How Would You Like to Go on a Spiritual ‘Advance’ with Ernest Holmes?
Seminar Lectures from the First Summer Conference in 1953
Maybe you are able to go to Asilomar this year…maybe you are not….
But wouldn’t you like to go back in time and go on a summer retreat (Holmes didn’t like the word, ‘retreat’, but, instead, he felt that they should be called spiritual advances) where Ernest Holmes is the featured speaker? Wouldn’t you like to jump into a time machine and be there in the early years of Religious Science and hear Ernest Holmes guide you and educate you in your teaching, your thinking, and your treatment work? You can do all of that and more by downloading (for $10) a transcription of Ernest Holmes’ lectures given at the very first summer conference in 1953 at Big Creek, California.
If you do, you open a door into a gathering where Holmes examines the Hermetic teachings, Plato is mentioned, and Walt Whitman, Ralph Waldo Emerson, and Robert Browning are quoted and discussed. Or how about participating in a discussion of New Thought ideas that ranges from the New Testament teachings to Meister Eckhart to Jewish philosophy to Bhagavad Gita to Sri Aruobindo to Carl Jung? Or, would you like to hear Holmes take you on a far-ranging discussion of how “the new physics” proves the main principles of Science of Mind? Holmes reviews Einstein’s Theory of Relativity, Einstein’s famous equation E=Mc², and Heisenberg’s “Theory of Indeterminacy” and links these famous theories of physics with some key New Thought principles.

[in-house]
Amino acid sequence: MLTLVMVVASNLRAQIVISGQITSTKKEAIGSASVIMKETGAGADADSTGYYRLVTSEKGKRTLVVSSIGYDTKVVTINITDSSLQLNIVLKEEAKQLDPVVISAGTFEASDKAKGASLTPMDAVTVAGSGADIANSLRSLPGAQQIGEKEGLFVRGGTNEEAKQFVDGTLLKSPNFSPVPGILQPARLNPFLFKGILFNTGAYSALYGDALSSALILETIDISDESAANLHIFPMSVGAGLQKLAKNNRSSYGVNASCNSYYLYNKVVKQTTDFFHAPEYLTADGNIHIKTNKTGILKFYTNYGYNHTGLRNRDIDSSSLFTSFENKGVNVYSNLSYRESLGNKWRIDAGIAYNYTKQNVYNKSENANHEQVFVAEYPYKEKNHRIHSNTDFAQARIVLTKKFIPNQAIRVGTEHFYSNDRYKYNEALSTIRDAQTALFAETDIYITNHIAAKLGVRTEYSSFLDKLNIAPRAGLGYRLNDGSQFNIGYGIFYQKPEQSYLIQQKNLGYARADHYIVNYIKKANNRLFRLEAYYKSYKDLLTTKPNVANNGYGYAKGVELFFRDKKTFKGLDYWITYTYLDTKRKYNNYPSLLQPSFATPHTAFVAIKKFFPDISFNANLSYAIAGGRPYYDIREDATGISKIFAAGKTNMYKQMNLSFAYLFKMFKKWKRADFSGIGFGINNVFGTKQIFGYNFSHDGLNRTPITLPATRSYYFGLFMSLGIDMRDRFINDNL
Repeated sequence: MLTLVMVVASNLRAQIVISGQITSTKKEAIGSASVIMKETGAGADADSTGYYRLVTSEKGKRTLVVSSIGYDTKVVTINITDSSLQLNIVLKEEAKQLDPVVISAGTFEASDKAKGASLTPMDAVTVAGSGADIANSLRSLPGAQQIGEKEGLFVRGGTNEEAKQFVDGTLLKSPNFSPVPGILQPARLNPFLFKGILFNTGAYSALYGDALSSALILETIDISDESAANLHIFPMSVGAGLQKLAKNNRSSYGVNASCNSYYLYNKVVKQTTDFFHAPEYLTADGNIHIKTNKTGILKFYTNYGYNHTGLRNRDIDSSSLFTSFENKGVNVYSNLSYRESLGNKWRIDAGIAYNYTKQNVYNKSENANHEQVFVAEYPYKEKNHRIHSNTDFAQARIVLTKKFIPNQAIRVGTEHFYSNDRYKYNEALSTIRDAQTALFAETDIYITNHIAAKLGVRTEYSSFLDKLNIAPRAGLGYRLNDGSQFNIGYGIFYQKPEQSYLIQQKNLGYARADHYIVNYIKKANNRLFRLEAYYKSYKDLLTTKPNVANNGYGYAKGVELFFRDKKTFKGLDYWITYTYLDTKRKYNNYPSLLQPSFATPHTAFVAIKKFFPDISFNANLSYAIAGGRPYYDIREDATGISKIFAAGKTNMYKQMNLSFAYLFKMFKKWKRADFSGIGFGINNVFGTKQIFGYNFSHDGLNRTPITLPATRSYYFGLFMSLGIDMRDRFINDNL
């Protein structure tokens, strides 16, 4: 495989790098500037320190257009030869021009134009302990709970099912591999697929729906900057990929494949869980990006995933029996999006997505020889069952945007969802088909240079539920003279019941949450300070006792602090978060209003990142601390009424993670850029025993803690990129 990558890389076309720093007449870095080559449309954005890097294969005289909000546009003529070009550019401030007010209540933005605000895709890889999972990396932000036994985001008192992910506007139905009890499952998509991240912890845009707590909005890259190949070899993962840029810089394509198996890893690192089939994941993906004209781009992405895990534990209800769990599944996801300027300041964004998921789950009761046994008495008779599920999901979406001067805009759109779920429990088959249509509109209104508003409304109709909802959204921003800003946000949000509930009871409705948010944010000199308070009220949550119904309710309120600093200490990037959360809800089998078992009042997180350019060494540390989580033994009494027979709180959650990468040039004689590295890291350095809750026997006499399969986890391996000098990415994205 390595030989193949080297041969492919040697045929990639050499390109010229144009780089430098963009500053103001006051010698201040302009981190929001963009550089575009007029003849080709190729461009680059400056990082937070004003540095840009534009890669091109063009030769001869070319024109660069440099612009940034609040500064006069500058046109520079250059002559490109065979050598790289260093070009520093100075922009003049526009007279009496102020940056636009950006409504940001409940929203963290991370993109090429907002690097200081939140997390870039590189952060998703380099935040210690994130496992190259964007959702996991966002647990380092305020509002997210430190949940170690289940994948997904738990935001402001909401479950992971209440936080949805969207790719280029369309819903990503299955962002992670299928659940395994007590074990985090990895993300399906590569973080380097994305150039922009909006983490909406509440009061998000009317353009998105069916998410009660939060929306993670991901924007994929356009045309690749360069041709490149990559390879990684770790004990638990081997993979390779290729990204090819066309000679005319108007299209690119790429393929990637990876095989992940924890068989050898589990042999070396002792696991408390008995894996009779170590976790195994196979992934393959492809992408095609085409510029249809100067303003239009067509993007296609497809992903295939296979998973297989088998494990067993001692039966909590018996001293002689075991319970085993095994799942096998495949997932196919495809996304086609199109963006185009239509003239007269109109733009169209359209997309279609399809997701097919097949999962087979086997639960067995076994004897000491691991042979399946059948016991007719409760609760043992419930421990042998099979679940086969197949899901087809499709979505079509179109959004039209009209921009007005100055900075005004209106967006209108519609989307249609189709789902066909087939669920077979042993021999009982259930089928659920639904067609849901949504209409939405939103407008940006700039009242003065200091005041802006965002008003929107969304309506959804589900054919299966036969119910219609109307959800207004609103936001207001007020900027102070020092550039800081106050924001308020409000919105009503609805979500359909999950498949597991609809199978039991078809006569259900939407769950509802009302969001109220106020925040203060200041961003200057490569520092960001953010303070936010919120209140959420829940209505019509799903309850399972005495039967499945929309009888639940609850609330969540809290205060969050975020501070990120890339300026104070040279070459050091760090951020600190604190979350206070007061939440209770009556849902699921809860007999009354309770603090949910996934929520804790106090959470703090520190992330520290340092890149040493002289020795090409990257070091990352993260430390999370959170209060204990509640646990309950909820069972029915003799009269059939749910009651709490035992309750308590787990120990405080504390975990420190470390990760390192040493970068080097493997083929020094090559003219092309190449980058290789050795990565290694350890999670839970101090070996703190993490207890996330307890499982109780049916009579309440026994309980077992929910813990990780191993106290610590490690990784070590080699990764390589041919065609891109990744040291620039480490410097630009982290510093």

Holmes had been formulating his philosophy, interacting and reading the great thinkers of the 20th century, and letting his genius roam over the ideas of philosophy, science, and religion from every century and from every historical tradition for his sixty-six years when this first Religious Science summer conference took place. And his discussion of the ideas contained in these seminar notes takes your mind into Divine Connections and Cosmic Correlations—places to which you may not have traveled recently. These lectures are positive proof of the intellectual brilliance of Holmes and just exactly how “open at the top” was his ability to weave the great thinkers into a Divine Tapestry that illuminates ‘The Thing Itself’ in wondrous and mind-expanding ways.
Holmes’ lectures to those gathered don’t only feature intellectual brilliance. You will be treated to the anecdote of the hitchhiking Korean vet who Holmes picks up on the road and shocks when he asks the young soldier, “Do you always walk around with corpses tied to your back?” The young soldier almost fled the car until Holmes explained he was a minister. When the young soldier said Ernest didn’t sound like any minister he had ever heard of, Holmes admitted, “I didn’t like any of the religions I was acquainted with, so I went and made one up.” Read Chapter Three of The Seminar Lectures closely to understand the point Ernest was making to the young soldier, and you’ll realize that what was upsetting that soldier sixty years ago is the same thing that is making your life frustrating and unworkable at time.
Holmes provides some truly concrete guidance for some practitioners:
“Too often metaphysicians finally reach a point where they deny everything they do not like, and affirm everything they do like.”